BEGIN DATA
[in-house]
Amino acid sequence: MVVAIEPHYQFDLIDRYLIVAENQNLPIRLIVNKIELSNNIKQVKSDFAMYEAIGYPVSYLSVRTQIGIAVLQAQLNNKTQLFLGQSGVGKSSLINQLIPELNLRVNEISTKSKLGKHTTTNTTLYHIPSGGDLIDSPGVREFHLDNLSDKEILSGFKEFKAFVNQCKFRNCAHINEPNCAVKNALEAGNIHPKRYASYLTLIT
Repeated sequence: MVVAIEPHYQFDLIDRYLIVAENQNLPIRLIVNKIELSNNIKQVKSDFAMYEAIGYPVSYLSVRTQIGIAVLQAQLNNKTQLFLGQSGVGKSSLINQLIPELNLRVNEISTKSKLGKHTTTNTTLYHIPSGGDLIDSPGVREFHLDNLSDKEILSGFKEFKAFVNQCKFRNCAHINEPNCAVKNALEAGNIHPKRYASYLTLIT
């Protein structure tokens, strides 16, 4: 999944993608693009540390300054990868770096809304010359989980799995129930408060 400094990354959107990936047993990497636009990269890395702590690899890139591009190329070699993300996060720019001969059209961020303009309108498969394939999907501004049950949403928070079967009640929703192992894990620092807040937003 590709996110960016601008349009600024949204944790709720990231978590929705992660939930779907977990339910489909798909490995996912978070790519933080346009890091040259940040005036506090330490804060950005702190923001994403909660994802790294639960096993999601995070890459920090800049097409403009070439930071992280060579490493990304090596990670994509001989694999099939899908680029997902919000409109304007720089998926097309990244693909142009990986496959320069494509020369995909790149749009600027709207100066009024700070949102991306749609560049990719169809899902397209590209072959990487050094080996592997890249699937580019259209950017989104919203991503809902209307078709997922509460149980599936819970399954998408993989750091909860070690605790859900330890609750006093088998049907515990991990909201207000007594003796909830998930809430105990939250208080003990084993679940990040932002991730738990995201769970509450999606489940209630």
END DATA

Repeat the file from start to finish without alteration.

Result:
[in-house]
Amino acid sequence: MVVAIEPHYQFDLIDRYLIVAENQNLPIRLIVNKIELSNNIKQVKSDFAMYEAIGYPVSYLSVRTQIGIAVLQAQLNNKTQLFLGQSGVGKSSLINQLIPELNLRVNEISTKSKLGKHTTTNTTLYHIPSGGDLIDSPGVREFHLDNLSDKEILSGFKEFKAFVNQCKFRNCAHINEPNCAVKNALEAGNIHPKRYASYLTLIT
Repeated sequence: MVVAIEPHYQFDLIDRYLIVAENQNLPIRLIVNKIELSNNIKQVKSDFAMYEAIGYPVSYLSVRTQIGIAVLQAQLNNKTQLFLGQSGVGKSSLINQLIPELNLRVNEISTKSKLGKHTTTNTTLYHIPSGGDLIDSPGVREFHLDNLSDKEILSGFKEFKAFVNQCKFRNCAHINEPNCAVKNALEAGNIHPKRYASYLTLIT
């Protein structure tokens, strides 16, 4: 999944993608693009540390300054990868770096809304010359989980799995129930408060 400094990354959107990936047993990497636009990269890395702590690899890139591009190329070699993300996060720019001969059209961020303009309108498969394939999907501004049950949403928070079967009640929703192992894990620092807040937003 590709996110960016601008349009600024949204944790709720990231978590929705992660939930779907977990339910489909798909490995996912978070790519933080346009890091040259940040005036506090330490804060950005702190923001994403909660994802790294639960096993999601995070890459920090800049097409403009070439930071992280060579490493990304090596990670994509001989694999099939899908680029997902919000409109304007720089998926097309990244693909142009990986496959320069494509020369995909790149749009600027709207100066009024700070949102991306749609560049990719169809899902397209590209072959990487050094080996592997890249699937580019259209950017989104919203991503809902209307078709997922509460149980599936819970399954998408993989750091909860070690605790859900330890609750006093088998049907515990991990909201207000007594003796909830998930809430105990939250208080003990084993679940990040932002991730738990995201769970509450999606489940209630």